topSkip to main content

To get promoted, be replaceable

ladder to the sky image

Earlier his year, I had the pleasure of working with Robert Solomon, the Network of Executive Women’s Director of Talent Development, on a NEW Leadership Academy webinar. He said this: "Develop and empower others. If you cannot be replaced, you cannot be promoted.”

Our webinar focused on the The NEW Career Accelerator ModelTM, a powerful instrument that outlines eight career competencies and five potential derailers and serves as the foundation for NEW’s learning programs.

Here are two tips for accelerating your career: Here are two:

1. Make yourself replaceable. One of NEW Career Accelerator competencies is developing and empowering others. This is a critical career advancement skill because, as Solomon noted, if you're irreplaceable you're likely to stay right where you are.

"Your job can be expanded and you can take on additional responsibilities," Solomon notes, "but if you take up permanent residence in a position, you'll miss a lot of career growth opportunities."

So don’t aim to make yourself indispensable in your current role, or you might get stuck there. Solomon recommends taking the time to delegate work and encourage other individuals to take initiative.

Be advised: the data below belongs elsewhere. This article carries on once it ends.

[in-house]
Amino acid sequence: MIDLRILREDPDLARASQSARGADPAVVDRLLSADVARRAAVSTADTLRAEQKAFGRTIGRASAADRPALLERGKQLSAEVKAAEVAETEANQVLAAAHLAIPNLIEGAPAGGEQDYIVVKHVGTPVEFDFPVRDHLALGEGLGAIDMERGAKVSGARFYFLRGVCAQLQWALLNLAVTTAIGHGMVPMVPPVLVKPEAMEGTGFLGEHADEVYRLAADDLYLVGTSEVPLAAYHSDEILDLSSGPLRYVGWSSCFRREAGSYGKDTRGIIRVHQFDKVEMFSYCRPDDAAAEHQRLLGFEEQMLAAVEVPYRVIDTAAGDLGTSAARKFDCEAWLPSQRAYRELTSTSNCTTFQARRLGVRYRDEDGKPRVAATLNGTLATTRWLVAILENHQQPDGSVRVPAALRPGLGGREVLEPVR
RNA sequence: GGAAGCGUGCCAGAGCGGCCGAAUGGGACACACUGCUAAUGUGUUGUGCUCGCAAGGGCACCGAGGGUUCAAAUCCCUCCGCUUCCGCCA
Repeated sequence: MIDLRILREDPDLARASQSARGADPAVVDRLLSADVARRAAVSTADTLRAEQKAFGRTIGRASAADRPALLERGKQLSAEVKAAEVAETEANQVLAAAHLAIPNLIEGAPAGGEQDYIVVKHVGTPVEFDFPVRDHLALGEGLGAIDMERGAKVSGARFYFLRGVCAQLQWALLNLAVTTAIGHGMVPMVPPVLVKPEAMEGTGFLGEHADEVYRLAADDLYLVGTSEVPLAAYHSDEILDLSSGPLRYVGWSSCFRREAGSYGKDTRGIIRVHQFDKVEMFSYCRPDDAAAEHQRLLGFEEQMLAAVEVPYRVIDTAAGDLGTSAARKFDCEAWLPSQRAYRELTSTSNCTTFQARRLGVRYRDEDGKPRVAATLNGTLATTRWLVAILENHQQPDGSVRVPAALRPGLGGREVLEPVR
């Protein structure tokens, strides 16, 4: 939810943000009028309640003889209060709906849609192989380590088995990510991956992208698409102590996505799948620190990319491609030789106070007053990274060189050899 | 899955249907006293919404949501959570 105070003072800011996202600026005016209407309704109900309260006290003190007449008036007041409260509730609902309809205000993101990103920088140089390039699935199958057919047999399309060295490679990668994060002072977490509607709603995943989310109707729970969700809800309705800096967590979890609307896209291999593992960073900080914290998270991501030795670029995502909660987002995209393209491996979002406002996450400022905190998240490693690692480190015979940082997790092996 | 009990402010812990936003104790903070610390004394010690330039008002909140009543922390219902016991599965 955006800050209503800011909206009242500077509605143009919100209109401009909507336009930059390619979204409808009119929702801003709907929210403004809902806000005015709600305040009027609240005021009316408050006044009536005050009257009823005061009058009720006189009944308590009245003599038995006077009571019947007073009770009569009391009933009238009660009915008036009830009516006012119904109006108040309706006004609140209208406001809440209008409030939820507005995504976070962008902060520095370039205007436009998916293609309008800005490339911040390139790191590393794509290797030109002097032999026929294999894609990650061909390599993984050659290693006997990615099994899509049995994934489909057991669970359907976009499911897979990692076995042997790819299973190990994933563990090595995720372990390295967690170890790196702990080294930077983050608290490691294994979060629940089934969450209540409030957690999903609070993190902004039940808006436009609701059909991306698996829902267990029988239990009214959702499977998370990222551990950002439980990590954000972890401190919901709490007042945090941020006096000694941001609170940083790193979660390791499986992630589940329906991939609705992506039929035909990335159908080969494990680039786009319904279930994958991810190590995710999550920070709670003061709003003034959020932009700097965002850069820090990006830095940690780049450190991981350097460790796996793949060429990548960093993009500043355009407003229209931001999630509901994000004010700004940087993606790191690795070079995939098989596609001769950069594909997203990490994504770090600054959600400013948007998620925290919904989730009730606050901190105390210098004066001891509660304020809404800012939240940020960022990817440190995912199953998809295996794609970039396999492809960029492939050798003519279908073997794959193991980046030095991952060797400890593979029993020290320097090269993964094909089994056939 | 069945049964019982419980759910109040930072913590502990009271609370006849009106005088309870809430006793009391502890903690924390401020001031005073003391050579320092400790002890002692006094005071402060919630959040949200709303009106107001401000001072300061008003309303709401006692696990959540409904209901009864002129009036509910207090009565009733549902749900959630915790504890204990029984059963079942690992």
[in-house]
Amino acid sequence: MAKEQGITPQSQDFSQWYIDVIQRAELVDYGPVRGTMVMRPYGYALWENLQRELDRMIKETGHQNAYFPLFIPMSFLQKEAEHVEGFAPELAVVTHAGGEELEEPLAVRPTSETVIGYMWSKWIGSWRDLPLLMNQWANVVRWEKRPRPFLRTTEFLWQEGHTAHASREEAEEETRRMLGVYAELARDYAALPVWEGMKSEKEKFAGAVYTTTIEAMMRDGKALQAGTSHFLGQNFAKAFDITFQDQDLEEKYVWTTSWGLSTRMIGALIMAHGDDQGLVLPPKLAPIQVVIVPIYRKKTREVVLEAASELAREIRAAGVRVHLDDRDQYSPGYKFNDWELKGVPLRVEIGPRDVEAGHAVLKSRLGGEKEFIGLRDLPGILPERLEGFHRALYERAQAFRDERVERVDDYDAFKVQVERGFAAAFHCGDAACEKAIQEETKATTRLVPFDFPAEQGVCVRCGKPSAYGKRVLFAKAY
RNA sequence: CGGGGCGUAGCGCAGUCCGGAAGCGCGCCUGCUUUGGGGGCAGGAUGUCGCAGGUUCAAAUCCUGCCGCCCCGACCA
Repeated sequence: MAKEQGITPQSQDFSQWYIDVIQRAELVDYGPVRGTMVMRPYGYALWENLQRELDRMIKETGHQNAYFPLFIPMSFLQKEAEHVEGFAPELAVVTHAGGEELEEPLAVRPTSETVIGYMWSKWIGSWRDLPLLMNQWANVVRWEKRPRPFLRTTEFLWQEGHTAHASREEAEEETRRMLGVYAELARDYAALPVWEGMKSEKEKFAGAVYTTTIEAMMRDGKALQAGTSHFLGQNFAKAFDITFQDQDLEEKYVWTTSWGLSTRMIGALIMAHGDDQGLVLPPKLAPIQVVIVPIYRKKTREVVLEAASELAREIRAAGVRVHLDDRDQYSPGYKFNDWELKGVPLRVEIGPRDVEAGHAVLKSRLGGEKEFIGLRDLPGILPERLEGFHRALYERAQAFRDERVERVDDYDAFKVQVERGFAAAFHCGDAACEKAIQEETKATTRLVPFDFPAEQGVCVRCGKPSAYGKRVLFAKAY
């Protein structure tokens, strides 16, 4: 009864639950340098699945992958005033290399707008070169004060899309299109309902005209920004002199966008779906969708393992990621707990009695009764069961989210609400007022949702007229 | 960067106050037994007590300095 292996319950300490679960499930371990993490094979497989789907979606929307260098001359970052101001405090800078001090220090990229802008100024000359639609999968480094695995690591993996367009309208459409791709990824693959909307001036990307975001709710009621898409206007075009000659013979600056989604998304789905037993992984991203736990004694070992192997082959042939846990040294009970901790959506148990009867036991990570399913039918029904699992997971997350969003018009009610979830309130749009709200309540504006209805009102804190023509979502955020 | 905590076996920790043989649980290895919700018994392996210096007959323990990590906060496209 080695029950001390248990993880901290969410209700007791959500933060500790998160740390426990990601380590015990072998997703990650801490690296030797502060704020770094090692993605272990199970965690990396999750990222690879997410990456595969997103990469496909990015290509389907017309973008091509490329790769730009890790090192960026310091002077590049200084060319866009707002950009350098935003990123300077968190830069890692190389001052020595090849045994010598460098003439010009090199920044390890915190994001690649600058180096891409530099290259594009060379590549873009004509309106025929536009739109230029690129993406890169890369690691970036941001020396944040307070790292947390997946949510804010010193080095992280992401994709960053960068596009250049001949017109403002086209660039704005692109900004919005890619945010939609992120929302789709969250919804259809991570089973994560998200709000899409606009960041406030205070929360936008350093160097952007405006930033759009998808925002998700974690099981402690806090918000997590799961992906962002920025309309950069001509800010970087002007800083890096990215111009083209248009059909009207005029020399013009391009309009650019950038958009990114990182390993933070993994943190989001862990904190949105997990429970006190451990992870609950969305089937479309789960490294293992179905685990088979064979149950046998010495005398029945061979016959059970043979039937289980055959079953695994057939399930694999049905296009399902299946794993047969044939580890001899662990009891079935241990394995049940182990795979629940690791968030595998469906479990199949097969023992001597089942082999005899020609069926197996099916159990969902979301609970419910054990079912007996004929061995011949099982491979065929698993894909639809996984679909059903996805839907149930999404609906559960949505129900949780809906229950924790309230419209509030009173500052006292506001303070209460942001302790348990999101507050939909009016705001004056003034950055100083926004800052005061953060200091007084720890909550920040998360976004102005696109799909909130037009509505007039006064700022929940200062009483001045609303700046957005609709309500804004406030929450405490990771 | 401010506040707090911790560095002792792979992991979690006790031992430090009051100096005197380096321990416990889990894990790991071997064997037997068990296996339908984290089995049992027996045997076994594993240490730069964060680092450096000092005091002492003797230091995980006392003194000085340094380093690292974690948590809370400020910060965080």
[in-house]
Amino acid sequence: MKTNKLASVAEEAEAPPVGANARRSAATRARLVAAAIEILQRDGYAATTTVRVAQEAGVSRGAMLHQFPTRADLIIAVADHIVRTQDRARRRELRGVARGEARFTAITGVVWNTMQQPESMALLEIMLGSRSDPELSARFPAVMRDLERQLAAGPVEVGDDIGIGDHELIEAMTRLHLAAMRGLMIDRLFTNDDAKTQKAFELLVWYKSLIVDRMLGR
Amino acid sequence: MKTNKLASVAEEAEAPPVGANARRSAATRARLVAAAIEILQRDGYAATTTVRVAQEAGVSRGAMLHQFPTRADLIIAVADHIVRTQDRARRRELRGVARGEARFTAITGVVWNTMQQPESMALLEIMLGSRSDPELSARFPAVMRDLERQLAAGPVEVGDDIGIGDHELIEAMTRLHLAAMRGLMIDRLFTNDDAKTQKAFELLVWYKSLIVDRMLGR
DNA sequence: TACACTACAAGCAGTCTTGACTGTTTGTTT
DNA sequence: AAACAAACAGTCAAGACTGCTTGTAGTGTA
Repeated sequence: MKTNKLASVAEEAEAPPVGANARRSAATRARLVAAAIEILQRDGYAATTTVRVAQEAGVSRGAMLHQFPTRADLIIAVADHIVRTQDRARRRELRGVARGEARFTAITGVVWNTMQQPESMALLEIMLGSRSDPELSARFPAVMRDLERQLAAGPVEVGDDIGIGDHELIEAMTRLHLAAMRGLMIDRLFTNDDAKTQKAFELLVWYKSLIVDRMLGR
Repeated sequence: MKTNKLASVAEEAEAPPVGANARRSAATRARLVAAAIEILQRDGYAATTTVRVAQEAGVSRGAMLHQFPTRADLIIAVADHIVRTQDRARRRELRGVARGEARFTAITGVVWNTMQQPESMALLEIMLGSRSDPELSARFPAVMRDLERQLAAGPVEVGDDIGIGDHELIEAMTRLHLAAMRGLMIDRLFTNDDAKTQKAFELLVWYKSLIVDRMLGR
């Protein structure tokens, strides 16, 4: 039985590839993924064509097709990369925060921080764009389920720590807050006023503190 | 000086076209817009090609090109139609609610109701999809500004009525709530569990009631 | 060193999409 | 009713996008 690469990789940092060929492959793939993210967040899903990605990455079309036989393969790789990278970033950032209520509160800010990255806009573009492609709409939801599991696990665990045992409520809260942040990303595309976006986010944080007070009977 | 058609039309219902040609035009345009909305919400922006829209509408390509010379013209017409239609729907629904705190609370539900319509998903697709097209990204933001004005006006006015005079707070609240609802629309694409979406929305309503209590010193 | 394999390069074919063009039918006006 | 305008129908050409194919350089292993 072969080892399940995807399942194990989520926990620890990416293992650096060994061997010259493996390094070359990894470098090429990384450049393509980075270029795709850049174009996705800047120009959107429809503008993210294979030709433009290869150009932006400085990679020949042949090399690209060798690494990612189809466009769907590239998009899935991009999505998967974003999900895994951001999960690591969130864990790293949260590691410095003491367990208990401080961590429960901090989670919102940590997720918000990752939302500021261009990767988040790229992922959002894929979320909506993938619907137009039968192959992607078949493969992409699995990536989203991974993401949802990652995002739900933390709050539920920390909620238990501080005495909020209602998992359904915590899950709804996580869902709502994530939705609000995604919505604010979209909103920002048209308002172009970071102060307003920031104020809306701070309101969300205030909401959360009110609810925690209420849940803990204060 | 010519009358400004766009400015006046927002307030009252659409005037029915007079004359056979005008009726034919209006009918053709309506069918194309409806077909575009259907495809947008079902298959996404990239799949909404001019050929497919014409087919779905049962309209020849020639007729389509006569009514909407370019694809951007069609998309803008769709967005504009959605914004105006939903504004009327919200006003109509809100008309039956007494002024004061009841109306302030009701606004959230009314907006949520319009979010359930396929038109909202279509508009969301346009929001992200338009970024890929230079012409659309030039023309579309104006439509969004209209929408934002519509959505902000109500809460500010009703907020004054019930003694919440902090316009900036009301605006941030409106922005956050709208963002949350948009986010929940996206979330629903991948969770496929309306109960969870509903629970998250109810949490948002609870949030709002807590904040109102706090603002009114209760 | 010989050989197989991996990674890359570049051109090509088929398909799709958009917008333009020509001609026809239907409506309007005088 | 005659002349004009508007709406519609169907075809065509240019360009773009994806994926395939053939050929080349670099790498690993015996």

2. Do the stuff your manager hates. Another of Solomon's favorite career-accelerating tips is to find out what job responsibilities your manager absolutely hates, but that are a critical part of his or her job. Develop proficiency in those things. Why bother? Simple.

By making your manager's job easier, you'll be learning new leadership skills and showing you have capabilities that go outside you current job description — and that you're promotable.

So there you have it, two simple tips to help you outgrow your current role — and lift up others as you climb.

Jo Miller, a women’s leadership speaker and founding editor of BeLeaderly.com, has hosted the NEW Leadership Academy webinar series since 2013.

Views expressed in blogs, posts and user comments are those of the authors and do not necessarily reflect the opinions of the Network of Executive Women or its Officers, Board members and corporate partners.